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Coins of the Roman Revolution, 49 BC-AD 14 : Evidence Without Hindsight

2020 - The Classical Press of Wales

238 p.

  • Coins of the best-known Roman revolutionary era allow rival pretenders to speak to us directly. After the deaths of Caesar and Cicero (in 44 and 43 BC) hardly one word has been reliably transmitted to us from even the two most powerful opponents of Octavian: Mark Antony and Sextus Pompeius - except through coinage and the occasional inscription. The coins are an antidote to a widespread fault in modern approaches: the idea, from hindsight, that the Roman Republic was doomed, that the rise of Octavian-Augustus to monarchy was inevitable, and that contemporaries might have sensed as much. Ancient works in other genres skilfully encouraged such hindsight. Augustus in the Res Gestae, and Virgil in Georgics and Aeneid, sought to flatten the history of the period, and largely to efface Octavian's defeated rivals. But the latter's coins in precious metal were not easily recovered and suppressed by Authority. They remain for scholars to revalue. In our own age, when public untruthfulness about history is increasingly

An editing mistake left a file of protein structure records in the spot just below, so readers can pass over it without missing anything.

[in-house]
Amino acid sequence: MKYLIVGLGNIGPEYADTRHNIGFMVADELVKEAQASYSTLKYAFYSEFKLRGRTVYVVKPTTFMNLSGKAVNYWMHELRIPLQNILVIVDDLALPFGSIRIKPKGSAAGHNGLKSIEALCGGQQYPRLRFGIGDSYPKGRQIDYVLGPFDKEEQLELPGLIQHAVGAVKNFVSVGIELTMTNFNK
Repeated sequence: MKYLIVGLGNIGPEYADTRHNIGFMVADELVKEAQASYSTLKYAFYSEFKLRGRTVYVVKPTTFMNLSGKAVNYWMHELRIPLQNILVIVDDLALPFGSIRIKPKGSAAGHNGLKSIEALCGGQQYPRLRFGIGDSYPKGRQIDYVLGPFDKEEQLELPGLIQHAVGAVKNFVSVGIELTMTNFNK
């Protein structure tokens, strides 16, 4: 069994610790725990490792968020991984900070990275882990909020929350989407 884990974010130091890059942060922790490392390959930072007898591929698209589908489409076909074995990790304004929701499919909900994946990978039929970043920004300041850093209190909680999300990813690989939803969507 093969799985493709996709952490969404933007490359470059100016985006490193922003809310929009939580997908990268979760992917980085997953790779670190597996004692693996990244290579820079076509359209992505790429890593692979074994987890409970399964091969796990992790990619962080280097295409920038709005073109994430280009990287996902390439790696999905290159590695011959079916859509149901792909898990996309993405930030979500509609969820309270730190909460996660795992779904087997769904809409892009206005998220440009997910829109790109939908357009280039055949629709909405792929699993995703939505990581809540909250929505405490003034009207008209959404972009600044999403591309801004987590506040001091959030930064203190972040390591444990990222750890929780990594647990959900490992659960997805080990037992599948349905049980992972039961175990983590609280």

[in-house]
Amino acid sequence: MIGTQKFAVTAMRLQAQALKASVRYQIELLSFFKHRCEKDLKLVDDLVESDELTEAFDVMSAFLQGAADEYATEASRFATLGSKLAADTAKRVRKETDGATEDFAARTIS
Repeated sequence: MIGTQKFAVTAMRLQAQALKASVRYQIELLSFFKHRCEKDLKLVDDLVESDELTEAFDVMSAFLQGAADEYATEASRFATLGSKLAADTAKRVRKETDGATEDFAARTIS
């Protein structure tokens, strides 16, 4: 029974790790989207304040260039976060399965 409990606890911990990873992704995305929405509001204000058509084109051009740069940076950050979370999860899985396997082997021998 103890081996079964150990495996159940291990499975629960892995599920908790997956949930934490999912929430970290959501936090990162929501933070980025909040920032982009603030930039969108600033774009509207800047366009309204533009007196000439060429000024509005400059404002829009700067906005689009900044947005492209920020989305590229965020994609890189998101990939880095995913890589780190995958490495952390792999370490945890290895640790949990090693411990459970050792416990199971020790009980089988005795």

• accepted - or challenged, we may value anew the discipline of searching for other, ancient, voices which ruling discourse has not quite managed to silence. In this book eleven new essays explore the coinage of Rome's competing dynasts. Julius Caesar's coins, and those of his `son' Octavian-Augustus, are studied. But similar and respectful attention is given to the issues of their opponents: Cato the Younger and Q. Metellus Scipio, Mark Antony and Sextus Pompeius, Q. Cornificius and others. A shared aim is to understand mentalities, the forecasts current, in an age of rare insecurity as the superpower of the Mediterranean faced, and slowly recovered from, division and ruin. [Publisher's text].
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